The Age, 1/9/2010

Rather than invest in public transport Napthine Govt invests in advertising 2 tell us how good it is. But you can’t spin lived experience!
Jill Hennessy, Labor Public Transport Spokesperson, 28/2/2014, Twitter

Denis Napthine will fight for his survival with the last dollar of your money #springst
Martin Pakula, Labor Spokesperson for Scrutiny of Government, and Transport Minister 2010, 1/3/2014, Twitter

Is advertising ever justified?

Yes, sure it is. Public transport is a product which competes against other modes of travel, particularly cars.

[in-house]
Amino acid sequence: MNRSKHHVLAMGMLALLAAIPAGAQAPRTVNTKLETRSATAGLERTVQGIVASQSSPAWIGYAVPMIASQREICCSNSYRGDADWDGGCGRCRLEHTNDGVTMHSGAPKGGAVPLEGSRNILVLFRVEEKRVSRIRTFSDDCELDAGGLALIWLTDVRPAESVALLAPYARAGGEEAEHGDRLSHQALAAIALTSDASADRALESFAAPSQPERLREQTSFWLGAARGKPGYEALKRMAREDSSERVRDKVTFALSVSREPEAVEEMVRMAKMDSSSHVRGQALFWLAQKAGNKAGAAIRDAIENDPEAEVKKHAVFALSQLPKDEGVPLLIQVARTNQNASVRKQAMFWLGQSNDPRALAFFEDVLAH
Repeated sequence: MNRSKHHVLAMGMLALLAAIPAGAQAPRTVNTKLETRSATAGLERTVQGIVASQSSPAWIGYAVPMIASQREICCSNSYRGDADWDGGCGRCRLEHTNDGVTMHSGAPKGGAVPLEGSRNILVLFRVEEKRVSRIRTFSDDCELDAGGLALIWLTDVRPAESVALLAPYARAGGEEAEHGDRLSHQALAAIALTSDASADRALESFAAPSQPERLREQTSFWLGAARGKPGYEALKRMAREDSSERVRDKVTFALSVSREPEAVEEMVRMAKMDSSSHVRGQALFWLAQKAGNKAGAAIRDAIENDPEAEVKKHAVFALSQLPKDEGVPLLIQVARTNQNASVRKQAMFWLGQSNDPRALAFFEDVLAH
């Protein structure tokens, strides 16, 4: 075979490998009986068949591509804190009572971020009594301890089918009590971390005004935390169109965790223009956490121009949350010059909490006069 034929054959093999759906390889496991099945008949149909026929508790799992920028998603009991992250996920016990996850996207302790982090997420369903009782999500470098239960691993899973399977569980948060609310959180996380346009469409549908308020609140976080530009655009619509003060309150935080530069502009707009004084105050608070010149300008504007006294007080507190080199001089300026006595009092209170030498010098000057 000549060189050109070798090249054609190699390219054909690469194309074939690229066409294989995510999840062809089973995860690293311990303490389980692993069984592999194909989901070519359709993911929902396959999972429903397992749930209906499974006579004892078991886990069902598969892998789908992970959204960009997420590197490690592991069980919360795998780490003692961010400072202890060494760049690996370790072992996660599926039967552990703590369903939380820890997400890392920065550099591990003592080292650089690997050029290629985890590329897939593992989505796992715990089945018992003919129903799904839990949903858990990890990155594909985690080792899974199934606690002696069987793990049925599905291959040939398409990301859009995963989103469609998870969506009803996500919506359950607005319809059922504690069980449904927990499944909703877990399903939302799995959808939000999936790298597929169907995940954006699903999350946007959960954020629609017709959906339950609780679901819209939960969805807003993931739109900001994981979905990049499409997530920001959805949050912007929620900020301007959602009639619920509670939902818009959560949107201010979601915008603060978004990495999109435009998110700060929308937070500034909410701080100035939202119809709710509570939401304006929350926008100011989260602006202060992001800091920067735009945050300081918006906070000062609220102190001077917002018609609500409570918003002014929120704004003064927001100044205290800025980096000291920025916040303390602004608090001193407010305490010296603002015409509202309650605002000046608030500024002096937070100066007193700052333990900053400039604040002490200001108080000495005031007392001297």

But it the ads should be informative, or at the very least should tell you why (even at a high level) you should be using the product.

Some of the ads have been informative at some level. From the sample above (and it is only a sample), Labor’s newspaper ads and the Coalition’s billboard/noticeboard ads have some level of useful information in them.

Amazingly, none of the Coalition’s ads spell out a huge improvement they’ve delivered in the last couple of years, but almost totally failed to promote: frequent weekend trains on much of the network.

And the TV ads in particular, placed by both sides of politics over the years, tell you very little — they seem purely design to try and convince you that your Government is doing Good Things with your money.